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Old 04-06-05, 08:19 PM   #1
matt swindell
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Any balisong experts?

The recent knife thread brought me to realize(yet again) how badly i want a balisong. I was wondering if anyone can tell me how hard it is to learn the "tricks" or has any how to websites or hints or tips. thanks!
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Old 04-07-05, 08:14 AM   #2
Hunter
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A Google search on Balisong should give you all the info you would care to read.
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Old 04-07-05, 08:40 PM   #3
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look for www.bladeforums.com
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Old 04-07-05, 09:38 PM   #4
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Most of what I learned, I was so drunk I couldn't feel the blade cuttting my fingers.

But I can twirl pretty well...I can't throw though, but I can do two at once.

Just get a few cheap $10 ones from the army surplus, dull the hell out of the blades, and go at it till the handle bends, then use a new one. I found they last about a week. Once you are decent, then move to a nice balisong. I use an old Parker Gypsy as my knife of choice. Sad part was I bought it from a stupid punk who tried to "improve" the blade, but ended up almost irreparably damaging it...as rare as a gypsy is, I wanted to choke a punk...I ended up buying it for $10....four weekends of metalwork, and I have a beautiful knife, although the blade etchings were lost in the restoration process

Most of it is just finger control and grip. You have to learn how to modulate your grip to provide just enough friction to keep it in your hand, but enough slip to position it for the next move. You flick with your wrist, not your arm. Basically it's all in the hand and wrist.
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Old 04-08-05, 07:05 AM   #5
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I had a nice tonto blade Bali. I liked it because the handles were loaded with drillium, very light. Very flickable. My buddy dropped it running from the cops, never saw it again. (This was like 15 years ago, general trespassing on school grounds, not robbery or anything)

I made the mistake of letting a novice try it out sans instructions. Fifteen seconds of novice flickery and we all suddenly noticed that we were being covered in a light mist of blood. His knuckles looked like ham bones after Easter brunch.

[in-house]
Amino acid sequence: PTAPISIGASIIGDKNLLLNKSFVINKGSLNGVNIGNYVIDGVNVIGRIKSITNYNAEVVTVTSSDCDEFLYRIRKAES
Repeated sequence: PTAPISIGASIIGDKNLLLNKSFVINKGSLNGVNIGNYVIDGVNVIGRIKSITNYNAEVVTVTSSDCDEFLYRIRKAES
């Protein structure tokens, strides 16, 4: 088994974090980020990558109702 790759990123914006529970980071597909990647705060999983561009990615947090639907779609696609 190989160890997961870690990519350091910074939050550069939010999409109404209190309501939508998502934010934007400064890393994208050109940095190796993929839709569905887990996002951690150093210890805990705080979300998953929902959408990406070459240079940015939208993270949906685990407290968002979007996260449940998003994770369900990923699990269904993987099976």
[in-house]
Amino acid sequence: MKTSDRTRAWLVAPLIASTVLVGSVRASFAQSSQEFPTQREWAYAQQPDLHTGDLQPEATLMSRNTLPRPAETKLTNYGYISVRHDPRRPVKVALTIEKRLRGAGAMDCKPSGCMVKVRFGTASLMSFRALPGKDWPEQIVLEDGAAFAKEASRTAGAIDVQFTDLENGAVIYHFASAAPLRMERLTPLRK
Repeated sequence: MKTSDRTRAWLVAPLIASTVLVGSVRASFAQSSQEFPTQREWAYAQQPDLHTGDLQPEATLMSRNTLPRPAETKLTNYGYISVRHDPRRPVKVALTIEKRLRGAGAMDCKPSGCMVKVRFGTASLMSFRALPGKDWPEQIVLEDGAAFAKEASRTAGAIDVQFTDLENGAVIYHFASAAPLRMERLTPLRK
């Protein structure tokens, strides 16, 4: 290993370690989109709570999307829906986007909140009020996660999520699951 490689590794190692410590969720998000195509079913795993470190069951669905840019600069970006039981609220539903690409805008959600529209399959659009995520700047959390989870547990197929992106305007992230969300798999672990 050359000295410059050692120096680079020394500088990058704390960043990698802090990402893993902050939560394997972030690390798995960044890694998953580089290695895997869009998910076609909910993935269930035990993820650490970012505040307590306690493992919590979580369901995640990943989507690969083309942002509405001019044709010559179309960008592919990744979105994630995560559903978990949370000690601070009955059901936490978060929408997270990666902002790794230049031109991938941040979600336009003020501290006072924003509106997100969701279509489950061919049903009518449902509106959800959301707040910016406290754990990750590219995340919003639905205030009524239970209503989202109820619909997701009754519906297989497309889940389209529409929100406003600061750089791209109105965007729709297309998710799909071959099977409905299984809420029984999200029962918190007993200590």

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Old 04-10-05, 10:44 PM   #6
catatonic
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Eww, I done that when I moved to heavier handles...I bought a Jaguar...got myself to the bone.

Jaguars are nice knives for the money, just dangerously heavy handles...it's easy to "hammer" the blade into your hand with them if you screw up, but the weight and large handle size and rounded handle shape makes them very suitable for novices, dull the hell out of the blade, and let em at it...but a Jaguar is about $35-40....so they aren't cheap, and they will still break after a while....mine lasted 3 months, but I was always twirling it at home....watching TV, surfing the net, etc.

On another note, I used to teach introductory balisong lessons to the folks I went to college with, to get some extra cash.

...oh and don't dull any knife you don't know how to restore the edge to, that is if you do want to keep the knife. It's quite a pain to re-edge a knife properly. Expect about 2 hours on average to do a quality job on it....so it's best to get cheap junk knives to blunt the edge for practice use.
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Old 04-10-05, 10:55 PM   #7
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my parker is similar to this one, but the handle and latch is different.

http://members.dandy.net/~dave_r/myb...rker-Gypsy.htm

The latch is brass, and the handdle is the same profile, but instead of an inlay, the handle has been skeltonized.

The blade on mine has no point, and the blade profile is slightly odd due to the above mentioned stupid punk, who tried to do very amateur knifesmithing work on it...actually, an amateur wouldn't even take a grinder to a knife that was as beautiful as this one was. As part of my restoral, I polished the blade toa mirror shine, and the handles to the point of reflecting light, but not mirror. The overall look when twirling it is quite nice, it almost looks like it's going faster than it is.

The only downside to that version of the Gypsy, was the handles were rather sharp, and if you didn't sand the inner edges round, they would take skin off when twirling it...but that is easily fixed with some 1000, 1200, 1600, then 2000grit sandpapering...all dry sanding (you want the sandpaper to not cut in much, just to get rid of that sharp edge, so no need to wet it).

Last edited by catatonic; 04-10-05 at 11:02 PM.
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